Leading with Conviction

From what I’ve seen on the news especially lately, in America and in Israel, it seems were are facing a widespread crisis in leadership. I’ve heard a lot of yelling and name-calling, witnessed a lot of finger-pointing, observed political maneuvering, and have felt disgusted by it all. No one — neither politicians here nor there — seems able to walk-the-walk.

In Germany and some other countries in the European Union, however, leadership agreed to take in thousands of Syrian refugees. They now are making decisive strides toward the challenging process of absorbing them; steps that undoubtedly will change their countries’ future. What made them embark upon these efforts while others refused?

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On Simchat Torah, a holiday that took place on Tuesday, Torah scrolls were rolled back to the beginning of the Five Books of Moses. The first book is Genesis — Beresheet. And so, this Shabbat, we will read about what took place “in the beginning…” when God created everything.

The book of Genesis has always been my favorite. It is complete with stories of intrigue and family feuds. It reminds us that even our patriarchs and matriarchs had challenging marriages, issues with infertility, frustrations with sibling rivalries, and long-standing disagreements with extended family members and enemies. But at the same time, the book teaches us about leadership; we read many examples of how leaders fail. From them all, we learn how we should dare to be different.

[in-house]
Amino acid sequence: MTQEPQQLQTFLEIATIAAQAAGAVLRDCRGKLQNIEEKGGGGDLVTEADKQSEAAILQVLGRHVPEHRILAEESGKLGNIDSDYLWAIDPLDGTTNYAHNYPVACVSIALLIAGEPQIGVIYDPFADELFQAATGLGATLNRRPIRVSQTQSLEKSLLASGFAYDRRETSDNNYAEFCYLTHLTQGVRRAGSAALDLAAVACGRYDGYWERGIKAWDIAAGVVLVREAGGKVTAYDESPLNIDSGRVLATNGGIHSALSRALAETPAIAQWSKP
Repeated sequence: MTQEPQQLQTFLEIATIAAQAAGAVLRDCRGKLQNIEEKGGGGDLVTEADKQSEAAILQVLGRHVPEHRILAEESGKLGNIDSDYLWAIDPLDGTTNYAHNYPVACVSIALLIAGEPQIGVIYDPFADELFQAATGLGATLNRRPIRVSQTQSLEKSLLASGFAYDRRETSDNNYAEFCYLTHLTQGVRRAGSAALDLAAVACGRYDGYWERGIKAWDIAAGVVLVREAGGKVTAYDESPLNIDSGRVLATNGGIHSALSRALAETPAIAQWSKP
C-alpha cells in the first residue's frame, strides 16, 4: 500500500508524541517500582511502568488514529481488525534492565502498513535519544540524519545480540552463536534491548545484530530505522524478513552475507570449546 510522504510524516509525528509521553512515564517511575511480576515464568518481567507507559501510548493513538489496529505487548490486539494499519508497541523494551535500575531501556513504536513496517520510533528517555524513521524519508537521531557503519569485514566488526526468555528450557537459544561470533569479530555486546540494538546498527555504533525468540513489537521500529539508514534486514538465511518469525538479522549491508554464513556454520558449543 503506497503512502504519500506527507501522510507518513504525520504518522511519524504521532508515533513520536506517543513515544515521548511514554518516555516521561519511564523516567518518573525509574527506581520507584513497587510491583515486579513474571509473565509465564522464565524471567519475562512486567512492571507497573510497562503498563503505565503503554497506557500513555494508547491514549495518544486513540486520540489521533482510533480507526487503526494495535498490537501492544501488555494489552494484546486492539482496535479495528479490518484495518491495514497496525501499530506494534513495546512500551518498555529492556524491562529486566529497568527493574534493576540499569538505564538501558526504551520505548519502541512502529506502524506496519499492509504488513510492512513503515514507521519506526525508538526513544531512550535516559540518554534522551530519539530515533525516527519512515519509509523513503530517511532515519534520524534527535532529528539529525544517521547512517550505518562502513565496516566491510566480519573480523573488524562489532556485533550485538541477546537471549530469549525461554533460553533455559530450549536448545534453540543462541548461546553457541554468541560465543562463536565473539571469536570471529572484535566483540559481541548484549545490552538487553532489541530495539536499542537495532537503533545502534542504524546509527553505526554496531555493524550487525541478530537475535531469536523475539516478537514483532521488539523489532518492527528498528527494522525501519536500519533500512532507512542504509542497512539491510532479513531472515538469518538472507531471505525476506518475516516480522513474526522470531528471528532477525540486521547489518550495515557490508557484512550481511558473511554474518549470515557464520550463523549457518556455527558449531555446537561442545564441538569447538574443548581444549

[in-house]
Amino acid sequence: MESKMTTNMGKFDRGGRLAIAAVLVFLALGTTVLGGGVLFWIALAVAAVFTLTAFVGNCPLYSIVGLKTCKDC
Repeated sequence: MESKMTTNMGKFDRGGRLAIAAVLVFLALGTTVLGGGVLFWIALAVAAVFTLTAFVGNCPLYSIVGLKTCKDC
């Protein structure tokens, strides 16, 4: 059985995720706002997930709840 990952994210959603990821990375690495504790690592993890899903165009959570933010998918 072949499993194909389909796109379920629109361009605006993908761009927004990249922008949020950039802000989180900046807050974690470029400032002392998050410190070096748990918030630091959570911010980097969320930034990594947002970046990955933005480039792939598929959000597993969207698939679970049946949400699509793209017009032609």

It was Rabbi Lord Jonathan Sacks, former Chief Rabbi of the United Hebrew Congregations in the United Kingdom, who opened my own eyes to the bible’s leadership lessons through his Covenant & Conversation leadership series that he published in 2013. Over the next two weeks, in the first two Torah portions, Sacks examines the role model/leadership qualities of Adam, Cain, and then Noah. He poses the question, where did they each go wrong? His answers — though thematic — are very different.

Adam, when confronted by God, blamed Eve or the Serpent for eating from the forbidden tree. He never once assumed any personal responsibility for wrong-doings. Cain, when confronted by God, accepted no moral responsibilitiy for killing his brother, Abel. And Noah, in dealing with the foretold rains and flooding, accepted no responsibility on behalf of the collective. Now, whether or not these men can truly be seen as role models or leaders is irrelevant. It is each man’s behavior — his words, actions, and deeds — that belies his true character.

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If you are a leader — whether in your field, in your home, on a board, in a business, etc. — or aspire to be one, I challenge you to read the fifty-four entries in Rabbi Sack’s leadership series. Yes, you’ll learn a little bit of Torah, but more importantly you’ll learn about the things that true leaders should say, do, and be aware of if they truly want to inspire and rally others to achieve change. If you don’t consider yourself a leader, but know one, please pass this along to him or her.

Now, more than ever, we need courageous and conscientious leaders who will think outside the box, challenge the status quo, empower others, ignite passion, and paint a compelling vision of the future for us all.

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